3) The Distillery Tour
Next it was time to enter the working distillery, which produces Bombay Sapphire gin for the whole world. The huge copper stills dominate the room, and there are a further two stills in a separate building called India House. We were guided around the distillery in a small group, and even got to taste the gin in its freshest, purest form. It was here we actually learned how the gin was made and the process to infuse the raw botanicals into the gin.
4) The Mill Bar
We were told to hold on to our scent maps from the Botanical Dry Room as our scent preferences determined the choice of cocktail that was recommended to us at The Mill Bar. All guests receive a complimentary gin cocktail as part of their visit, which I think is an amazing way to round off the experience for gin lovers. The bartender recommended that I try The Laverstoke, which is a unique gin, elderflower and ginger ale cocktail designed by Bombay Sapphire Ambassador Sam Carter. The recommended cocktails based on your scent preferences really added a personal touch to the experience, which I loved.
A Special Tasting with Sam Carter
During my trip to the Laverstoke Mill I got to meet Sam Carter, Bombay Sapphire’s Brand Ambassador and resident gin expert. Sam is one of those people whose passion is infectious and the way he spoke so expertly about gin and mixology had me captivated. We sat in his ‘office’ otherwise known as a private bar in the first floor of the mill. Sam talked us through the different types of Bombay gin and helped us to pick out the different botanicals in each one. Finally it was time for the cocktail making demonstrations, which included The Laverstoke and the perfect gin and tonic.
After my trip to the Bombay Sapphire distillery, I came away with a new found appreciation for gin and a deeper understanding of the natural botanicals that go into my favourite spirit. I really enjoyed the whole experience and think it’s the perfect day trip for gin lovers and London dwellers. Go quickly, before the secret is out.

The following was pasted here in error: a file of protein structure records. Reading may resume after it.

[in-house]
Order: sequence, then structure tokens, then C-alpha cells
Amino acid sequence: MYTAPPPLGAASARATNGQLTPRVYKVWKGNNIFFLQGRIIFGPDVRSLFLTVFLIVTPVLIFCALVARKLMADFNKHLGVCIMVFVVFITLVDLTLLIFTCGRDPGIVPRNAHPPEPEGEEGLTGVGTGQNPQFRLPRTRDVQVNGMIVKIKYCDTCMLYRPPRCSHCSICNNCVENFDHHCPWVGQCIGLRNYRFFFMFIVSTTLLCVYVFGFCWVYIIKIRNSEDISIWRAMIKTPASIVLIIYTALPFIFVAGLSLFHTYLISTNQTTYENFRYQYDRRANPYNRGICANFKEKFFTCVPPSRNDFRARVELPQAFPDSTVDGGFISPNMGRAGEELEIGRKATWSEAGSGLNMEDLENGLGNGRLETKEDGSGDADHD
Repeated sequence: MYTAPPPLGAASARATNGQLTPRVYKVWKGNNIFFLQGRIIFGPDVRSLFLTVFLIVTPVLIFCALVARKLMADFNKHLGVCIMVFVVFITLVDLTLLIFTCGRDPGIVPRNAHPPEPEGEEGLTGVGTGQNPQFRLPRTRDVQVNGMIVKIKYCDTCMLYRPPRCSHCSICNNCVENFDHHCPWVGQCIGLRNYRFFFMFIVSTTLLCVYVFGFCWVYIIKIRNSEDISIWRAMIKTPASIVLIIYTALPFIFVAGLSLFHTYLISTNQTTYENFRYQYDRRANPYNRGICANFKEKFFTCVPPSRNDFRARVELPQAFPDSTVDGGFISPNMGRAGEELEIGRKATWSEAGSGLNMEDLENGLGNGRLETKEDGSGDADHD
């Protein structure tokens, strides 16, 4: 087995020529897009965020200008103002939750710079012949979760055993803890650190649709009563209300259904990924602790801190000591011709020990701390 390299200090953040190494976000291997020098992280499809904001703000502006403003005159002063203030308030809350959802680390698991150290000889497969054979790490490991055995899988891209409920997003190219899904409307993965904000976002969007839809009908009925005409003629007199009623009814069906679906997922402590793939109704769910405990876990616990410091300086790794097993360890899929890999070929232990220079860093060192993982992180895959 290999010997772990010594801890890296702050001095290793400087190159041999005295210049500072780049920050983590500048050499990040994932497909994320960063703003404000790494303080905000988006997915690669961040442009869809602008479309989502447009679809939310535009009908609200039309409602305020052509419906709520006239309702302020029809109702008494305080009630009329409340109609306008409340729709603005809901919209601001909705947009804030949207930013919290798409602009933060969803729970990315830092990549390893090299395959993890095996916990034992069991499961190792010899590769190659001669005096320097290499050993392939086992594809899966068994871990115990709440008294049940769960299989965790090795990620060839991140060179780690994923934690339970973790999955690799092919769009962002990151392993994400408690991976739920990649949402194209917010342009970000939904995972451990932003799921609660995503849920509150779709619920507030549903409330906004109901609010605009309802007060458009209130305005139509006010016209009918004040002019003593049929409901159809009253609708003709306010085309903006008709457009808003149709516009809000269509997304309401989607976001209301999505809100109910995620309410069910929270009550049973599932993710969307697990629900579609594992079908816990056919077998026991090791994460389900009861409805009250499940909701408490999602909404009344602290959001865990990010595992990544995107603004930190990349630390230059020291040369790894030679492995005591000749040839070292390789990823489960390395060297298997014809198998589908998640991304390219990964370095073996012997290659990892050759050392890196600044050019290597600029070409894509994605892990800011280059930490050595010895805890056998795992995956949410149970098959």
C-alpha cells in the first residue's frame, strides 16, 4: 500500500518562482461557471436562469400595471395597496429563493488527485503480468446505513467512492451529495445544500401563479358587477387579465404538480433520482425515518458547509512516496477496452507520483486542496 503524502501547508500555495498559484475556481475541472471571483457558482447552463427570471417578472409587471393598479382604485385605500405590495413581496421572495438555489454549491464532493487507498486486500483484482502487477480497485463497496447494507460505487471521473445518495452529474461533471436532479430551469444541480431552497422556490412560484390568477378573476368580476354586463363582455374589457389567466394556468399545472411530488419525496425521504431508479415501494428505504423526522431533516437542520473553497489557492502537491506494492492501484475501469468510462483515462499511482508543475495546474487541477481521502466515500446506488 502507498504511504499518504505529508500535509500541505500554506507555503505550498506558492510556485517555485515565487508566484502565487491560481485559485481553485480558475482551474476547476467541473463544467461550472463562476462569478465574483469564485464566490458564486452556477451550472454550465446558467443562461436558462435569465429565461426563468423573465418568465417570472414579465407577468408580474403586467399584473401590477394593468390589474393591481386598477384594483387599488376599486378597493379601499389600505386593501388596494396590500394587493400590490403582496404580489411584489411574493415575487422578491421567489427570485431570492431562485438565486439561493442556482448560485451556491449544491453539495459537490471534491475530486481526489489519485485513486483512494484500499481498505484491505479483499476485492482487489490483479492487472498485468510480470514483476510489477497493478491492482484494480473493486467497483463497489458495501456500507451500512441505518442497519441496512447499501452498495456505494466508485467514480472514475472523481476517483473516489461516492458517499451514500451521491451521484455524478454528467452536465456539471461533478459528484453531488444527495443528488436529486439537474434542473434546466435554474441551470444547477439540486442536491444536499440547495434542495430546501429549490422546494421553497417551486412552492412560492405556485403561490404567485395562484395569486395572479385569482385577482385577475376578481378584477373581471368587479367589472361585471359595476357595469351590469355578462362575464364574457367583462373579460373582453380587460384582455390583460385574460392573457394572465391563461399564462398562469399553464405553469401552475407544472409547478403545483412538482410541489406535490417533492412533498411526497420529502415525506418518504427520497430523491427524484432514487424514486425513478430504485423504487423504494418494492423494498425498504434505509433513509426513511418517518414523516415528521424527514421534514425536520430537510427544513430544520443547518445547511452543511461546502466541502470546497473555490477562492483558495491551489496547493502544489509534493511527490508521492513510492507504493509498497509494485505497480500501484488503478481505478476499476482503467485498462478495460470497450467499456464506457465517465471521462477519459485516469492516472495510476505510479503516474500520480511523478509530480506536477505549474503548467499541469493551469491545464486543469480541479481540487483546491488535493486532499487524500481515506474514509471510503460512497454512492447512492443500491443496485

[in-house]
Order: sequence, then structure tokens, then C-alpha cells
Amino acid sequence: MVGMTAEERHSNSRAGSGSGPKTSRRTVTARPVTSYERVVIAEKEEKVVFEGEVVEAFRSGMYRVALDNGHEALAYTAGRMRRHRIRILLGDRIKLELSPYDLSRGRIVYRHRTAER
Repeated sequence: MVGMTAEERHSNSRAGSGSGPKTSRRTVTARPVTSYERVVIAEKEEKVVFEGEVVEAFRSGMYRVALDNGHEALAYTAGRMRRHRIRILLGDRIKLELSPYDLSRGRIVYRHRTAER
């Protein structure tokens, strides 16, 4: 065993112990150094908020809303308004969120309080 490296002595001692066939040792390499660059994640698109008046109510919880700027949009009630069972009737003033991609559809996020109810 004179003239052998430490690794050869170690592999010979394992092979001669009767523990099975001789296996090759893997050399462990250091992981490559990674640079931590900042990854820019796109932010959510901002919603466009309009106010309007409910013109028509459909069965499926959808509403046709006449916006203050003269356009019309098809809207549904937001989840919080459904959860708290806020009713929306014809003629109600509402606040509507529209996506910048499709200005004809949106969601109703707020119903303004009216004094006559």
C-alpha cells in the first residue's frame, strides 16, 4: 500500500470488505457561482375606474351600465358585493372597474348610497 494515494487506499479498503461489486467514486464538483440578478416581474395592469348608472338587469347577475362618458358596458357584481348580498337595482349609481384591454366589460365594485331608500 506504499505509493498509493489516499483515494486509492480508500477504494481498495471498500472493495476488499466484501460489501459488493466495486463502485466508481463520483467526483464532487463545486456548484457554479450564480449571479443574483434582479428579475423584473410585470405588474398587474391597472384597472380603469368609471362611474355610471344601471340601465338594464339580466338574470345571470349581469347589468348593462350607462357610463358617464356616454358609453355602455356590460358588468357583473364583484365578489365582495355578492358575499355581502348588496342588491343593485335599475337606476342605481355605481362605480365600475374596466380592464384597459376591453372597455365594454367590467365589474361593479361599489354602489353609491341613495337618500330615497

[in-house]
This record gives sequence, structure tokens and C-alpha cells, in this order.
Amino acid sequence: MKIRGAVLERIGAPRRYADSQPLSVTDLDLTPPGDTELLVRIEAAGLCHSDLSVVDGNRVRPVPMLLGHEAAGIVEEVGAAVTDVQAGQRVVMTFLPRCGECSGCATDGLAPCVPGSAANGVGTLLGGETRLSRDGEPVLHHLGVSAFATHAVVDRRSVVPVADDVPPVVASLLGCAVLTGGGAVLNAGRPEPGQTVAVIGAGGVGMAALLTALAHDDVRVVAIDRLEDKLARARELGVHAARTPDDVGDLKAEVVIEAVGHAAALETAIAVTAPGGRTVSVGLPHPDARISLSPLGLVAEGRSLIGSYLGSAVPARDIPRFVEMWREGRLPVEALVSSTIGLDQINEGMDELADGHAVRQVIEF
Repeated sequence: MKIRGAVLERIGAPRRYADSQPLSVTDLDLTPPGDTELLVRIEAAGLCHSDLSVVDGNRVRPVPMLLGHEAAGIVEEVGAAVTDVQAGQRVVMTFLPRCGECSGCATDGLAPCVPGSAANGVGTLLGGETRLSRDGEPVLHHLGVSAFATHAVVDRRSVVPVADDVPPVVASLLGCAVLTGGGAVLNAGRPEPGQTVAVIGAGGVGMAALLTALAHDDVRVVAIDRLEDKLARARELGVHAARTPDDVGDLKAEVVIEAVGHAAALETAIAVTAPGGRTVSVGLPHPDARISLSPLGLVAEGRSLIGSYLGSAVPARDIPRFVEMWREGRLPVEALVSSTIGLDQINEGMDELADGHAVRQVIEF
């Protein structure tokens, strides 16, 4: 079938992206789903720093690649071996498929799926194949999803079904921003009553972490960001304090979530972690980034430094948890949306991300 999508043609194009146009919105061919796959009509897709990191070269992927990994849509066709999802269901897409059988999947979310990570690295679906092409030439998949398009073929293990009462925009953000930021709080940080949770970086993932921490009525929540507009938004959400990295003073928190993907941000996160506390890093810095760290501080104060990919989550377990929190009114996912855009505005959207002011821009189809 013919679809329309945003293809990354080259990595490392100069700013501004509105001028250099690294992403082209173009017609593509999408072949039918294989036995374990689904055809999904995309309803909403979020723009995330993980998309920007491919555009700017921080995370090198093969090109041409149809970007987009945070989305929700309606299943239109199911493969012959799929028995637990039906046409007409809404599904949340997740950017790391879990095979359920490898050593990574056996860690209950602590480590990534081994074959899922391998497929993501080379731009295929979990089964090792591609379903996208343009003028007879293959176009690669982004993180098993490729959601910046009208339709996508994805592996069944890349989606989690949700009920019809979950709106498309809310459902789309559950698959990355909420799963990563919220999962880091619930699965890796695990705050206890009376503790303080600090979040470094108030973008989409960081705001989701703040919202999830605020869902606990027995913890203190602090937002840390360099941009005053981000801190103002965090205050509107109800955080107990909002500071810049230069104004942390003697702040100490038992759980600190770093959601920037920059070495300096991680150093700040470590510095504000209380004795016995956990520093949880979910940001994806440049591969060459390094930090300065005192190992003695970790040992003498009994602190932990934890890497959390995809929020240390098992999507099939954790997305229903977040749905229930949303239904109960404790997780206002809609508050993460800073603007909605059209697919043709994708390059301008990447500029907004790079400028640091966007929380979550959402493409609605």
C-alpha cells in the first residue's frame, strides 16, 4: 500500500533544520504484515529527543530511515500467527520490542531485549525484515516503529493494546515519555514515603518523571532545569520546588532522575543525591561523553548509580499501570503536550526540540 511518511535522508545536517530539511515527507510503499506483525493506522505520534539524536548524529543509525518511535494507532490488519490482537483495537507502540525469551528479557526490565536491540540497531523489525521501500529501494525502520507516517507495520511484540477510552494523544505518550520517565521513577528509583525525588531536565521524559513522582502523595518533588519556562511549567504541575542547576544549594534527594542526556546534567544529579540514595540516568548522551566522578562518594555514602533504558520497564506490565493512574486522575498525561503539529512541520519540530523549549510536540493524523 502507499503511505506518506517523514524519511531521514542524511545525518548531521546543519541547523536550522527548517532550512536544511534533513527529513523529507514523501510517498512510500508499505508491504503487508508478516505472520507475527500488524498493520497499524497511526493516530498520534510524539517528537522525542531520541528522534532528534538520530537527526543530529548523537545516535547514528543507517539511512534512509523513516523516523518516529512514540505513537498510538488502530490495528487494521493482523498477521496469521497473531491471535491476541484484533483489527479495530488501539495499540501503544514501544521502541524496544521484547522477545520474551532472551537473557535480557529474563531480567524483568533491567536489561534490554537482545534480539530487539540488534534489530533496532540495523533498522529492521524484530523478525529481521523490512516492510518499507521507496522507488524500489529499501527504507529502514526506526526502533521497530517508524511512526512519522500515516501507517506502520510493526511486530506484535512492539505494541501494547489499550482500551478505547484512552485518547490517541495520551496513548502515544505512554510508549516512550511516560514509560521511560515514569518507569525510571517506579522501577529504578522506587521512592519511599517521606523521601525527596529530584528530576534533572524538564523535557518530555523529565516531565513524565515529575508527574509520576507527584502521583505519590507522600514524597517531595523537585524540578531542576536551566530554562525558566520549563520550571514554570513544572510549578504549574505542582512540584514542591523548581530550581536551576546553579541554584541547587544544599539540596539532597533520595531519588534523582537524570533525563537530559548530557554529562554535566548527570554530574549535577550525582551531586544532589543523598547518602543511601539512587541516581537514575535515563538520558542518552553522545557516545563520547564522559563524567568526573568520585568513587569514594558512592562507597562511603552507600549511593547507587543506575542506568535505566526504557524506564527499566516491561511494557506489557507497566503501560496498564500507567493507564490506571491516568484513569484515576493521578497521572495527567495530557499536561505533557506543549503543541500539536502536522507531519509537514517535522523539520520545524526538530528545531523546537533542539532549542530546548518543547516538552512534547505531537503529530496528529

3 Interesting Facts I Learned about Gin
- The dominant botanical in all gins must be the juniper berry
- The quinine in tonic water has an element in it that helps to deter mosquitos, but one bottle of tonic water only has about about one twelfth of the amount you’d need for it to take effect
- London dry gin doesn’t need to be made in London, it just needs to follow a certain type of distilling process
Want to experience Laverstoke Mill Bombay Sapphire Distillery? Book tickets for your own distillery experience.
As of 19th June 2017, there will be a shuttle running from Overton Station to the Bombay Sapphire Distillery, which is a quick 5-minute journey. The shuttle will be a free service for all visitors. The Bombay Sapphire Distillery is open 7 days a week but tickets must be booked in advance. Experiences start from only £15 per adult and go up to £150 per adult for The Ultimate Experience.
Disclaimer: This post has been sponsored by Bombay Sapphire. All views, words and photos are my own.